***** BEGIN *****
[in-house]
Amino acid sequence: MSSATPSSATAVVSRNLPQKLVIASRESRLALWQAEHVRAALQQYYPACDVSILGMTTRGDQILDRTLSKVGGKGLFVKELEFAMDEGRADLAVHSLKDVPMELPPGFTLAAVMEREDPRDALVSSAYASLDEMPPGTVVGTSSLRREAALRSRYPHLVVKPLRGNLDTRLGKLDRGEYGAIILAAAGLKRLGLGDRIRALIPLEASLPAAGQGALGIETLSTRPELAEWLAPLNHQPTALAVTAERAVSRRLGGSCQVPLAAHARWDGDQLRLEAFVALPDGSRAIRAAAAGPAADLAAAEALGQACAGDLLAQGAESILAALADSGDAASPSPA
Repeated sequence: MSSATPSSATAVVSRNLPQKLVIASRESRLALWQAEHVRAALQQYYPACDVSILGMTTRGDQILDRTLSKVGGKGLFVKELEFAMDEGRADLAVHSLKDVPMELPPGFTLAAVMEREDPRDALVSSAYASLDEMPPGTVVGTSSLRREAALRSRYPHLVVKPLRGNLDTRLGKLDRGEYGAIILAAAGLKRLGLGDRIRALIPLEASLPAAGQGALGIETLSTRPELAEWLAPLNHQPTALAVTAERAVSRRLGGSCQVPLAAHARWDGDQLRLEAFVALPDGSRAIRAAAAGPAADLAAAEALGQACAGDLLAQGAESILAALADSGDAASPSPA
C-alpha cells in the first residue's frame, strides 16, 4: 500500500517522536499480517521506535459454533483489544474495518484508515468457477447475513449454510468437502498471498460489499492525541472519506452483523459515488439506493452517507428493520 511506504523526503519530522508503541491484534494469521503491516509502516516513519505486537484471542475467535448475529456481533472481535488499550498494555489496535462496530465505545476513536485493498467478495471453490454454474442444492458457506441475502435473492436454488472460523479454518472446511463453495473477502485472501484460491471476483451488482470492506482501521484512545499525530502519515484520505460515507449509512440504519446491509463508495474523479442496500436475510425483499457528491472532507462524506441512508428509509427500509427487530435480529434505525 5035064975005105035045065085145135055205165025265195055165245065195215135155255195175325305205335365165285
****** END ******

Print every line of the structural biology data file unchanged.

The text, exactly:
[in-house]
Amino acid sequence: MSSATPSSATAVVSRNLPQKLVIASRESRLALWQAEHVRAALQQYYPACDVSILGMTTRGDQILDRTLSKVGGKGLFVKELEFAMDEGRADLAVHSLKDVPMELPPGFTLAAVMEREDPRDALVSSAYASLDEMPPGTVVGTSSLRREAALRSRYPHLVVKPLRGNLDTRLGKLDRGEYGAIILAAAGLKRLGLGDRIRALIPLEASLPAAGQGALGIETLSTRPELAEWLAPLNHQPTALAVTAERAVSRRLGGSCQVPLAAHARWDGDQLRLEAFVALPDGSRAIRAAAAGPAADLAAAEALGQACAGDLLAQGAESILAALADSGDAASPSPA
Repeated sequence: MSSATPSSATAVVSRNLPQKLVIASRESRLALWQAEHVRAALQQYYPACDVSILGMTTRGDQILDRTLSKVGGKGLFVKELEFAMDEGRADLAVHSLKDVPMELPPGFTLAAVMEREDPRDALVSSAYASLDEMPPGTVVGTSSLRREAALRSRYPHLVVKPLRGNLDTRLGKLDRGEYGAIILAAAGLKRLGLGDRIRALIPLEASLPAAGQGALGIETLSTRPELAEWLAPLNHQPTALAVTAERAVSRRLGGSCQVPLAAHARWDGDQLRLEAFVALPDGSRAIRAAAAGPAADLAAAEALGQACAGDLLAQGAESILAALADSGDAASPSPA
C-alpha cells in the first residue's frame, strides 16, 4: 500500500517522536499480517521506535459454533483489544474495518484508515468457477447475513449454510468437502498471498460489499492525541472519506452483523459515488439506493452517507428493520 511506504523526503519530522508503541491484534494469521503491516509502516516513519505486537484471542475467535448475529456481533472481535488499550498494555489496535462496530465505545476513536485493498467478495471453490454454474442444492458457506441475502435473492436454488472460523479454518472446511463453495473477502485472501484460491471476483451488482470492506482501521484512545499525530502519515484520505460515507449509512440504519446491509463508495474523479442496500436475510425483499457528491472532507462524506441512508428509509427500509427487530435480529434505525 5035064975005105035045065085145135055205165025265195055165245065195215135155255195175325305205335365165285